Barbecue hotspot Zibo braces for sizzling influx of tourists

Zibo, famous for its iconic barbecues, has become China's latest tourist hotspot to rein in hotel price hikes and implement tourist-friendly policies.
Barbecue hotspot Zibo braces for sizzling influx of tourists

People wait in line to get into a barbecue restaurant in Zibo, Shandong Province, on April 29, 2023.

Zibo, famous for its iconic barbecues, has become China's latest tourist hotspot to rein in hotel price hikes and implement tourist-friendly policies to cater to the holiday fervor.

The low-profile industrial city in east China's Shandong Province has unexpectedly become one of the most popular tourist attractions in China, with the tourism sector recovering at full tilt in the post-epidemic era.

In a letter to tourists, the city's culture and tourism bureau said hotels in Zibo's city proper have been fully booked. It noted that the influx of tourists has exceeded the reception capacity and asked tourists to travel off-peak or consider other cities in Shandong.

Zibo's market regulation administration has issued a notice prohibiting hotels in the city from raising room rates by more than 50 percent during the five-day May Day holiday, which begins on Saturday.

The move received widespread attention after a tourist from Suzhou said in a viral media report that his hotel fee in Zibo was halved after the hotel heeded the notice on capping price hikes.

In another notice, the city government has asked local hotels, restaurants, scenic spots and barbecue stands to maintain business integrity and avoid price gouging.

Zibo shot to national fame earlier this year after social media influencers hyped up the unique local barbecue — grilled meat wrapped in crispy pancakes with shallots. Initially popular among college students due to its unique taste, DIY style and affordability, the dish has now attracted swarms of tourists to the city.

Local authorities said hotel bookings for the May Day holiday soared by 800 percent from the pre-pandemic level in 2019. Train tickets from Beijing to Zibo on May 1 were sold out in just one minute.

"Some customers arrived in the morning and waited until evening to enjoy a barbecue supper," said Yang Benxin, owner of a local barbecue eatery Muyangcun.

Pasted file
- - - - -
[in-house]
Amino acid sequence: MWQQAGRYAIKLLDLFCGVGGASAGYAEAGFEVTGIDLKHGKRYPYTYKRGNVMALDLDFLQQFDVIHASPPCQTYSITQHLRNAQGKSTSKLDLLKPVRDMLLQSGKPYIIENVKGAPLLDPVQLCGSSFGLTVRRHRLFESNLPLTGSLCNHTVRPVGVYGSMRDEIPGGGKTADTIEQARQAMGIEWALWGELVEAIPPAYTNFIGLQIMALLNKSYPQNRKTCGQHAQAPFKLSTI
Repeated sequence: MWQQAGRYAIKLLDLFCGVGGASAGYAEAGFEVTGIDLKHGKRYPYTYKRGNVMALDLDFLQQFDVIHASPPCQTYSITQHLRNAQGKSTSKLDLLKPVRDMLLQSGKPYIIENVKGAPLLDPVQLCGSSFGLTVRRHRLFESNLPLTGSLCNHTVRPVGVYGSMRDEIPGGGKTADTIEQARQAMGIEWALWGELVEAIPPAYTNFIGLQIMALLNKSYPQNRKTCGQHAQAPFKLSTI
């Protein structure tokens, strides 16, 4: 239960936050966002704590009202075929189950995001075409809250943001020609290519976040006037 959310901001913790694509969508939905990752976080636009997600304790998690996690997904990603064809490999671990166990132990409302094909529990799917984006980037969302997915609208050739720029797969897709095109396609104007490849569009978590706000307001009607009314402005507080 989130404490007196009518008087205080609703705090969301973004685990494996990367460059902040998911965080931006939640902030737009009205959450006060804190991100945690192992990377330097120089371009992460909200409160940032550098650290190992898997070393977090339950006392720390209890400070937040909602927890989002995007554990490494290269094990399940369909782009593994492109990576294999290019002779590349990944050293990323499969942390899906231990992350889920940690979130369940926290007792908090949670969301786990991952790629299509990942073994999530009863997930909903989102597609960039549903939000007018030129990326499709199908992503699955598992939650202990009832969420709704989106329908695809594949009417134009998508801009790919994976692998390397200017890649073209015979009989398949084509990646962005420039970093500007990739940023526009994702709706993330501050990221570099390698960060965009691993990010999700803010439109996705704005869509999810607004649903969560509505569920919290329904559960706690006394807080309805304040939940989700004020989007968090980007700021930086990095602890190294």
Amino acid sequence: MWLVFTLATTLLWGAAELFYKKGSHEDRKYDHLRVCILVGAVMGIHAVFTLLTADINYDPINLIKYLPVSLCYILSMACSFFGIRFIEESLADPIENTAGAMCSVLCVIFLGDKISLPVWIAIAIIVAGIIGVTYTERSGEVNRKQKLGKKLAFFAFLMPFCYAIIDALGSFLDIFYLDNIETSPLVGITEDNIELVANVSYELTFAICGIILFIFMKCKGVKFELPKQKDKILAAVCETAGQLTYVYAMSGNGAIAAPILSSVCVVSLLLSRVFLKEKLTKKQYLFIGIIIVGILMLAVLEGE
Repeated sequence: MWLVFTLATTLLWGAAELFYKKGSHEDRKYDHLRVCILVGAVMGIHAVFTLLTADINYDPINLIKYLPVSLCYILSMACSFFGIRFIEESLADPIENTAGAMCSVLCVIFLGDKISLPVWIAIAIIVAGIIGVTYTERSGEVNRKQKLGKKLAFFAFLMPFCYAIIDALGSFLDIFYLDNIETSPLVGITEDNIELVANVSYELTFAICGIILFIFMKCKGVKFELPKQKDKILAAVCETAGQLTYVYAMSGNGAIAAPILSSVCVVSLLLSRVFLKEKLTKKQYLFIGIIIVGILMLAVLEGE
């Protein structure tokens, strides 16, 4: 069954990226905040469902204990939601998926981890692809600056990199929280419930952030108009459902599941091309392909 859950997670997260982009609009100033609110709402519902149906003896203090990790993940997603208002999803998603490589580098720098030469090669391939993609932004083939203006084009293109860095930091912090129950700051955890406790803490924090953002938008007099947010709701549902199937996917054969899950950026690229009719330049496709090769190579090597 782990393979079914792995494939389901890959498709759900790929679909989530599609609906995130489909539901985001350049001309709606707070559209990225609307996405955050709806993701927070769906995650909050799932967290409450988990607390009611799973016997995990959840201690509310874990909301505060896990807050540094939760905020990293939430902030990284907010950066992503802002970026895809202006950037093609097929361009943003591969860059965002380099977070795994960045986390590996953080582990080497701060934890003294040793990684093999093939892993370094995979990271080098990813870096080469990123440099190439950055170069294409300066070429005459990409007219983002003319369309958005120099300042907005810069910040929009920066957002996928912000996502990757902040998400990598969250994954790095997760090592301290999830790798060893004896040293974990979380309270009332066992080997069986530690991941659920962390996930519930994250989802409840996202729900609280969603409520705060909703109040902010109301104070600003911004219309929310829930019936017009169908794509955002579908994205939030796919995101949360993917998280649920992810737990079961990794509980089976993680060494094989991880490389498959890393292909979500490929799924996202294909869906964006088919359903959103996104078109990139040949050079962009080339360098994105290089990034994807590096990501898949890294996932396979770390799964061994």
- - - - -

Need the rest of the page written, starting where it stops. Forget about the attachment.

According to another barbecue restaurant Kangshan, they have sold more than 10,000 skewers of pork, mutton, chicken wings and vegetables a day during the past few weeks.

"We have increased our tables from 60 to 200 to cater to the influx of diners," said Zhu Wenbin, the restaurant's owner.

The recent government calls have triggered a second flurry of comments, with many netizens praising the city for showing sober restraint rather than rushing to maximize profits.

"I am glad to see that the city is prioritizing enhancing the experience for tourists and improving its image, rather than solely capitalizing on its overnight fame," reads one comment on the popular microblogging site Sina Weibo.

Like many other Chinese cities, Zibo has been promoting its local tourism and cuisines, including the barbecue, over the years, but officials said the latest travel frenzy came as a surprise, putting a lot of pressure on the management of the local tourist market.

The city has rolled out a series of policies to facilitate visitors, including allowing them to exchange train tickets for free entrance tickets to local scenic spots.

Local transport authorities said they deployed extra trains and added 21 bus lines for the transportation of barbecuers. The two local train stations have also increased the number of volunteers to help new arrivals.

China saw nearly 1.22 billion domestic tourist trips in the first quarter of 2023, up 46.5 percent year on year, according to the Ministry of Culture and Tourism. Both the Spring Festival and the Qingming Festival recorded significant yearly rises in the number of tours.

In response, many Chinese tourist cities and provinces, including Beijing, Sichuan and Yunnan, have vowed to safeguard the market rebound and guard against tourist rip-offs and price gouging.

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